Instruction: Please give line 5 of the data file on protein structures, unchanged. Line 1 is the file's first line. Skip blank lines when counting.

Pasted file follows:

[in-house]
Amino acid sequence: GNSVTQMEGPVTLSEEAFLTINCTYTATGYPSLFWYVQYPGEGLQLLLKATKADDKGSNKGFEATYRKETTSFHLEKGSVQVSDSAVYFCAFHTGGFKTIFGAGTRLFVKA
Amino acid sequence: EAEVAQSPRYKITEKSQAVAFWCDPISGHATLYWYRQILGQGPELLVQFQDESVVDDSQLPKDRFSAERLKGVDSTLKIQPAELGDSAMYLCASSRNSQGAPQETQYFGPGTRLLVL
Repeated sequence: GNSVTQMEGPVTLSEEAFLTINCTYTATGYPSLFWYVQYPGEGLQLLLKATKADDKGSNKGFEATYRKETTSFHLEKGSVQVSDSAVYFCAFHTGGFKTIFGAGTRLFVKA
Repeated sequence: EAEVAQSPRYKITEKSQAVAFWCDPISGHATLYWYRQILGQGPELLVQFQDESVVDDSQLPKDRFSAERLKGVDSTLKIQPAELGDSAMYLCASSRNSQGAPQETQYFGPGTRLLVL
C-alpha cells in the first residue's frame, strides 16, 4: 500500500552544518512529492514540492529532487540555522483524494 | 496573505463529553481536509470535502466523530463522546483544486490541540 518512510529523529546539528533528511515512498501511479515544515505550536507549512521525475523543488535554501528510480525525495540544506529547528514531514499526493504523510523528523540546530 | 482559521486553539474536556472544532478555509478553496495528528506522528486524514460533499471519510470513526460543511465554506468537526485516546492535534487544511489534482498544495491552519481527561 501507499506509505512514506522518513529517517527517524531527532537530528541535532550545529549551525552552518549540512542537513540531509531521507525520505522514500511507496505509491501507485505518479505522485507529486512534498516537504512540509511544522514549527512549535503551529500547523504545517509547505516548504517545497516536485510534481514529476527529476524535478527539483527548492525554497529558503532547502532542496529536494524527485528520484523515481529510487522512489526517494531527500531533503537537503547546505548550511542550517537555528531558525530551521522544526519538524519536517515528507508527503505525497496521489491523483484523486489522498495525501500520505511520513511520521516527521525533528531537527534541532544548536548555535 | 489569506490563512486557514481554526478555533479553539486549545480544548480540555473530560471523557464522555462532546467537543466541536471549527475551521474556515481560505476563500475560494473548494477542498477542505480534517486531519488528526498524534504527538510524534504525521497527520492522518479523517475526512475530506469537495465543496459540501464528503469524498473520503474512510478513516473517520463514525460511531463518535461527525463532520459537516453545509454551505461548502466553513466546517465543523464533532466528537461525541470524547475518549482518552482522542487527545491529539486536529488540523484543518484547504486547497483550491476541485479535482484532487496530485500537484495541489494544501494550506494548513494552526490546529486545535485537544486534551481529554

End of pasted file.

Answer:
Repeated sequence: EAEVAQSPRYKITEKSQAVAFWCDPISGHATLYWYRQILGQGPELLVQFQDESVVDDSQLPKDRFSAERLKGVDSTLKIQPAELGDSAMYLCASSRNSQGAPQETQYFGPGTRLLVL